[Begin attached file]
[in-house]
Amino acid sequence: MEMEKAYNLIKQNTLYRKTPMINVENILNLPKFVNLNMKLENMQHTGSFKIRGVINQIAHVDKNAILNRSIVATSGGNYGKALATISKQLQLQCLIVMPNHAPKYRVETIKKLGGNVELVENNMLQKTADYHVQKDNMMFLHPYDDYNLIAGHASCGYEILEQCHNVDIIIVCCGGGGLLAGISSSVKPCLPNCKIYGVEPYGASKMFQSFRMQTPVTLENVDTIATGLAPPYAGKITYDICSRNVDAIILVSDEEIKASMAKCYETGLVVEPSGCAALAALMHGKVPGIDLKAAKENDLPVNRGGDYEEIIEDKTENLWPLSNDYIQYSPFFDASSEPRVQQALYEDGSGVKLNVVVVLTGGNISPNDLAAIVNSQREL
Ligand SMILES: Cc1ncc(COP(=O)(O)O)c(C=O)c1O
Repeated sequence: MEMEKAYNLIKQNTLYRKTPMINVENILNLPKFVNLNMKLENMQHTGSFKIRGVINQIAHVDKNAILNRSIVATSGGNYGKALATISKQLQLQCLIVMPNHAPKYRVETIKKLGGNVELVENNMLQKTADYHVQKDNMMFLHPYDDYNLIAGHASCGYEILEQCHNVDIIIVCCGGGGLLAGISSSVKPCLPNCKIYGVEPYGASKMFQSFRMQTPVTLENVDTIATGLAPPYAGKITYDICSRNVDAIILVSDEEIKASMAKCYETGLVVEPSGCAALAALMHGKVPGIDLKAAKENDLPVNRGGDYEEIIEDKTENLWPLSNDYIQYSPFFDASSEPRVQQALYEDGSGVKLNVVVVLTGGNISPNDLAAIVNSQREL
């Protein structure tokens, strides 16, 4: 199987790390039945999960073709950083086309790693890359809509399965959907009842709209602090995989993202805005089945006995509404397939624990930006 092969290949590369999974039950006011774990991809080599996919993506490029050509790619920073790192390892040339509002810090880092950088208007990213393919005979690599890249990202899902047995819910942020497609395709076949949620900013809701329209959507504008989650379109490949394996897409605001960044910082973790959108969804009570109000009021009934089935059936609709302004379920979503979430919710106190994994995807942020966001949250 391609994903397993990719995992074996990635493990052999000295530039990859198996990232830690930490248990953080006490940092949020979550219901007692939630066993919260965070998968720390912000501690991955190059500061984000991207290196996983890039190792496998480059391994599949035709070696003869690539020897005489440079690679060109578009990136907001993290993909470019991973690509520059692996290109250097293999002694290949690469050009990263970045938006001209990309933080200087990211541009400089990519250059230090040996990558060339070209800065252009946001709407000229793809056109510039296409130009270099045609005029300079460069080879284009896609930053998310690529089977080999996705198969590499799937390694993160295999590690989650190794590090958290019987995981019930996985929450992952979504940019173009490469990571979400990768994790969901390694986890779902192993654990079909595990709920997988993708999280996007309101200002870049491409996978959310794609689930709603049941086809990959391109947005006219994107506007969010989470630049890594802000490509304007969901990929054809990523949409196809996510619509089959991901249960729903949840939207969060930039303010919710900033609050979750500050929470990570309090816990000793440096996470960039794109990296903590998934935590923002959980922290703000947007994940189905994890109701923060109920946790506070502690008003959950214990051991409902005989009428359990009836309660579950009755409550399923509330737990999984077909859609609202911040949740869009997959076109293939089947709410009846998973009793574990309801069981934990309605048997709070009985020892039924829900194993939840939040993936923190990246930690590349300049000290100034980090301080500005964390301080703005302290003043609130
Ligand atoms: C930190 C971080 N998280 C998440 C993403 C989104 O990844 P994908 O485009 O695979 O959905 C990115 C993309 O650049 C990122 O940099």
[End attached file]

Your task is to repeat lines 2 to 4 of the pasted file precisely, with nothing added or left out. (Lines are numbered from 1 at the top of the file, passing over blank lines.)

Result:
Amino acid sequence: MEMEKAYNLIKQNTLYRKTPMINVENILNLPKFVNLNMKLENMQHTGSFKIRGVINQIAHVDKNAILNRSIVATSGGNYGKALATISKQLQLQCLIVMPNHAPKYRVETIKKLGGNVELVENNMLQKTADYHVQKDNMMFLHPYDDYNLIAGHASCGYEILEQCHNVDIIIVCCGGGGLLAGISSSVKPCLPNCKIYGVEPYGASKMFQSFRMQTPVTLENVDTIATGLAPPYAGKITYDICSRNVDAIILVSDEEIKASMAKCYETGLVVEPSGCAALAALMHGKVPGIDLKAAKENDLPVNRGGDYEEIIEDKTENLWPLSNDYIQYSPFFDASSEPRVQQALYEDGSGVKLNVVVVLTGGNISPNDLAAIVNSQREL
Ligand SMILES: Cc1ncc(COP(=O)(O)O)c(C=O)c1O
Repeated sequence: MEMEKAYNLIKQNTLYRKTPMINVENILNLPKFVNLNMKLENMQHTGSFKIRGVINQIAHVDKNAILNRSIVATSGGNYGKALATISKQLQLQCLIVMPNHAPKYRVETIKKLGGNVELVENNMLQKTADYHVQKDNMMFLHPYDDYNLIAGHASCGYEILEQCHNVDIIIVCCGGGGLLAGISSSVKPCLPNCKIYGVEPYGASKMFQSFRMQTPVTLENVDTIATGLAPPYAGKITYDICSRNVDAIILVSDEEIKASMAKCYETGLVVEPSGCAALAALMHGKVPGIDLKAAKENDLPVNRGGDYEEIIEDKTENLWPLSNDYIQYSPFFDASSEPRVQQALYEDGSGVKLNVVVVLTGGNISPNDLAAIVNSQREL